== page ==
Your excellent buyer’s agent should be able to talk you through some little things that can make a big difference.  Sure, everyone wants a deal and would like to negotiate.  But, in a sellers market with multiple offers, the playing field is different.  You are trying to win among other buyers, right?  So throw out the idea that the seller needs to provide something to you other than offer acceptance and make sure that you make your offer as strong as possible.  That includes paying your own closing costs if possible or raising the purchase price to cover the costs you are going to have to ask the seller to pay so that the net is no different.  Negotiable fees that can be paid by seller or buyer you can offer to pay yourself.  These little things WILL make a difference.  In our area the appraisal can be paid by seller or buyer, as well as the HOA transfer/set up fee.  There are several other items such as this that your excellent buyer’s agent can talk through with you.  Think about it this way: Let’s say you and another buyer both offer full price, you both are paying your own closing costs, your loans are the same, your agents wrote clean offers, but you agree to pay the appraisal and HOA transfer fee and the other buyer requested the seller pay them because it is common to do so in our area.  Guess who has the upper edge?  You do of course!   These little details do matter and can make the difference.

4) Carefully consider offering over asking price.  

Your excellent buyer’s agent should be providing you a CMA (comparative market analysis) which will show you what comparable homes are listed for, those that are under contract and at what price recent properties have sold.  This will help you decide what fair market value is on the property and if it is worth purchasing for a bit more than asking price.  Offering too much over could cause issues with the appraisal, but this is also something to talk through with your agent.   Are you able to cover any costs over appraised value if it comes to that, and if that occurs do you still want the house?  How much is the home worth to you?  These are careful considerations that your excellent buyer’s agent can help you sift through.

5) Or, Consider offering $100 over asking price.

If offering over asking price is not an option for you or simply not worth it, consider an offer just above asking price.  You may be surprised that even in multiple offer situations we see a lot of offers right at asking price.  Offering just $100 over when all other offers are at asking price may just give you the winning bid, and it has on several occasions for our buyers.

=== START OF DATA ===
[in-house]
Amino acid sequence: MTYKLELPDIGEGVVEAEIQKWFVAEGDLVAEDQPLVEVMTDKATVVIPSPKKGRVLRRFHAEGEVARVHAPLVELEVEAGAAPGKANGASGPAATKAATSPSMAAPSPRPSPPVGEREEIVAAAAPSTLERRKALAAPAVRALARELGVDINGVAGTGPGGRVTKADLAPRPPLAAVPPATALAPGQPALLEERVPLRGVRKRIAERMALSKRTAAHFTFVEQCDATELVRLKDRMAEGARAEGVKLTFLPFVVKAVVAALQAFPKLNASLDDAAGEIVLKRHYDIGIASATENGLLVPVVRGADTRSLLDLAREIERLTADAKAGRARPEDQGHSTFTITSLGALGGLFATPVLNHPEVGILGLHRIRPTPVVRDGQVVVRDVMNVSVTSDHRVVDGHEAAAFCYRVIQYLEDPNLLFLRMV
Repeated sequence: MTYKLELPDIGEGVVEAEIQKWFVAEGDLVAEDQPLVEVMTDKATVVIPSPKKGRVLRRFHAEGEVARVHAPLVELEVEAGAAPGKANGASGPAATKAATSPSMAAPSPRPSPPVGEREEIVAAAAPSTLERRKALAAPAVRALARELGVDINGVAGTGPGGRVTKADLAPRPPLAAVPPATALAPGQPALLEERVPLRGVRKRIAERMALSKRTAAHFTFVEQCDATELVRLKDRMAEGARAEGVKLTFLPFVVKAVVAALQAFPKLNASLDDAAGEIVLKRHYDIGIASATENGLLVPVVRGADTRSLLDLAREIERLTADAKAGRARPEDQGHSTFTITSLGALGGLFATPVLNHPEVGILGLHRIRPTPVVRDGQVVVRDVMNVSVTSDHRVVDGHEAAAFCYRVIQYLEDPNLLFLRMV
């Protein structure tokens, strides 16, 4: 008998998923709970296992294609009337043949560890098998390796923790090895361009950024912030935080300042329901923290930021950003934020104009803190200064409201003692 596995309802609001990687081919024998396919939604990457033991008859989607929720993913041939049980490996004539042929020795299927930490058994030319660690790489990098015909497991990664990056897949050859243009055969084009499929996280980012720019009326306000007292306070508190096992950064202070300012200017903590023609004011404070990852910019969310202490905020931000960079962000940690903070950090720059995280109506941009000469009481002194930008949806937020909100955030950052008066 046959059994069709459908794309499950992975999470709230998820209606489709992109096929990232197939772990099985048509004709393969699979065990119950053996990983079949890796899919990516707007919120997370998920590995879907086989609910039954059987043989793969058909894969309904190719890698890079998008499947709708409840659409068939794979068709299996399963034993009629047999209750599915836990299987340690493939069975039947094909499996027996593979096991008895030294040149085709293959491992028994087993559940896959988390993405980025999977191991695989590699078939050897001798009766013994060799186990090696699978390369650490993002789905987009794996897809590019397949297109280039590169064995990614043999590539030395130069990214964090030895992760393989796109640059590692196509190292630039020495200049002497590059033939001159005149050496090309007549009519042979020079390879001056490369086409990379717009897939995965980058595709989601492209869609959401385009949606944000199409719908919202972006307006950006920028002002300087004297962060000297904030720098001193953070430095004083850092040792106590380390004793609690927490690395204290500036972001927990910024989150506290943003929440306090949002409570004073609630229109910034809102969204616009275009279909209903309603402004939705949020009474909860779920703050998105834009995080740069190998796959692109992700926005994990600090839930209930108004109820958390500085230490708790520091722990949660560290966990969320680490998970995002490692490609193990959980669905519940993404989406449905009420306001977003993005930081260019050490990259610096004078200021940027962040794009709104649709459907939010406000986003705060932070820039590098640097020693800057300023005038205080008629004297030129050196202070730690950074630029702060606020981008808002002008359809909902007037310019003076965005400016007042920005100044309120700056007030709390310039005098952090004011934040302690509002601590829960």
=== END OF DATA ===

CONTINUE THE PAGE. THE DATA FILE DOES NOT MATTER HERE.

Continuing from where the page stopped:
6) Provide a loan approval letter and/or proof of funds with your offer.

Multiple offers and no loan letter?  Guaranteed you will be at the bottom of the pile.  Listing agents will undoubtedly recommend to their seller clients that offers with a solid loan approval move up to the top of the list.  The loan approval letter shows the seller you are serious and that you have taken the steps to ensure that you are qualified to purchase the property.  And it can’t simply be a pre-qualification letter either. Read this blog post, 3 Levels of Loan Approval – What’s the Difference? to see what the difference between Pre-Qualification, Pre-Approval and Underwritten Credit Approval are.  Have the best, it will help your offer be the best.

7) Work with a local, well known & respected lender with local underwriting.

Nearly every single time I submit an offer and I discuss with the listing agent that my buyers are working with Guild Morgtage their response is something like “Oh, great!  They are so good to work with and we know they will get the loan done and on time.”   But I can tell you that there are others that are well known for delaying, being difficult to communicate and work with and that when listing agents see the approval or hear the name they sigh and groan.  Listen to your trusted and excellent buyer’s agent.  He/she should give you a list of several lenders you can call and you are free to shop around and choose whomever you’d like.  But, we’ve been around the block and we have the true success and disaster stories to prove it.  Working with a respected lender that everyone has trust in will help your contract jump to the top, while one of those that evokes a groan from all parties on the other side will cause you to sink below the competition.

8) Read, signed & approve all disclosures, CCR’s & HOA docs available.  Have your earnest money check written and provide a copy with your offer.

Show that you have ALL of your ducks in a row.  You already have your Underwritten Credit Approval Letter. In addition, review and sign the Seller Property Disclosure(s), read through the CCR’s and any other available HOA documents to be sure you are satisfied with the rules and restrictions, and provide your earnest money at time of offer.  With all of these things completed upfront your agent can submit the signed disclosures, make known you have read and understand the CCRs and provide a copy of your Earnest Money check with your offer.  In the listing agent and sellers eyes these are contingencies and small hurdles already removed.  You will be one step ahead of all the other buyers who have not gone this far in their due diligence.  Bonus!  Up to the top of the pile.